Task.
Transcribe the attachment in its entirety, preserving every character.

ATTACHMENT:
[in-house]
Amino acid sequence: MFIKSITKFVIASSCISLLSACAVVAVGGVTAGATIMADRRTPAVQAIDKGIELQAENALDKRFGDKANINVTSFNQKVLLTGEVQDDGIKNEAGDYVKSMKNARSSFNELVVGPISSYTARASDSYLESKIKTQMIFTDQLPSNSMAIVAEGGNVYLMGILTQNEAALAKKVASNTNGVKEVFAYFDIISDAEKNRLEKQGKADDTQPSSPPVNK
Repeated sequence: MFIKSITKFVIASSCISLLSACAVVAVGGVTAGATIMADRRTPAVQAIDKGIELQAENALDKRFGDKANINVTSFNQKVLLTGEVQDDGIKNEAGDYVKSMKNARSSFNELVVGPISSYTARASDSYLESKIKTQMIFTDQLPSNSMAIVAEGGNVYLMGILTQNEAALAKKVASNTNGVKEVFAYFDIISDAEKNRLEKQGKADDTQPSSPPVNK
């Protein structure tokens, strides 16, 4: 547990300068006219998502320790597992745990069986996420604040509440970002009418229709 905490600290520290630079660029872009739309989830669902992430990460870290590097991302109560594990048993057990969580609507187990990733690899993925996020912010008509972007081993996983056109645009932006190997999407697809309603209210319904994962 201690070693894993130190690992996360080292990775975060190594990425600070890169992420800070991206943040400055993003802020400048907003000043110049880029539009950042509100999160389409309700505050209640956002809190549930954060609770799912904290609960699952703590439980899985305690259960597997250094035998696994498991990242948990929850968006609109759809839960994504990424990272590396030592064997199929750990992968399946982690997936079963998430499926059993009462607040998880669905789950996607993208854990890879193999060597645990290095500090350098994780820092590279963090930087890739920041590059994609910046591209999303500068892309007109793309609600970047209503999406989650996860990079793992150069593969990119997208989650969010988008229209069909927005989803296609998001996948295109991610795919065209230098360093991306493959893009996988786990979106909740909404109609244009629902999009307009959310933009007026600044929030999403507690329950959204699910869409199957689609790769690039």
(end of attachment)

[in-house]
Amino acid sequence: MFIKSITKFVIASSCISLLSACAVVAVGGVTAGATIMADRRTPAVQAIDKGIELQAENALDKRFGDKANINVTSFNQKVLLTGEVQDDGIKNEAGDYVKSMKNARSSFNELVVGPISSYTARASDSYLESKIKTQMIFTDQLPSNSMAIVAEGGNVYLMGILTQNEAALAKKVASNTNGVKEVFAYFDIISDAEKNRLEKQGKADDTQPSSPPVNK
Repeated sequence: MFIKSITKFVIASSCISLLSACAVVAVGGVTAGATIMADRRTPAVQAIDKGIELQAENALDKRFGDKANINVTSFNQKVLLTGEVQDDGIKNEAGDYVKSMKNARSSFNELVVGPISSYTARASDSYLESKIKTQMIFTDQLPSNSMAIVAEGGNVYLMGILTQNEAALAKKVASNTNGVKEVFAYFDIISDAEKNRLEKQGKADDTQPSSPPVNK
């Protein structure tokens, strides 16, 4: 547990300068006219998502320790597992745990069986996420604040509440970002009418229709 905490600290520290630079660029872009739309989830669902992430990460870290590097991302109560594990048993057990969580609507187990990733690899993925996020912010008509972007081993996983056109645009932006190997999407697809309603209210319904994962 201690070693894993130190690992996360080292990775975060190594990425600070890169992420800070991206943040400055993003802020400048907003000043110049880029539009950042509100999160389409309700505050209640956002809190549930954060609770799912904290609960699952703590439980899985305690259960597997250094035998696994498991990242948990929850968006609109759809839960994504990424990272590396030592064997199929750990992968399946982690997936079963998430499926059993009462607040998880669905789950996607993208854990890879193999060597645990290095500090350098994780820092590279963090930087890739920041590059994609910046591209999303500068892309007109793309609600970047209503999406989650996860990079793992150069593969990119997208989650969010988008229209069909927005989803296609998001996948295109991610795919065209230098360093991306493959893009996988786990979106909740909404109609244009629902999009307009959310933009007026600044929030999403507690329950959204699910869409199957689609790769690039």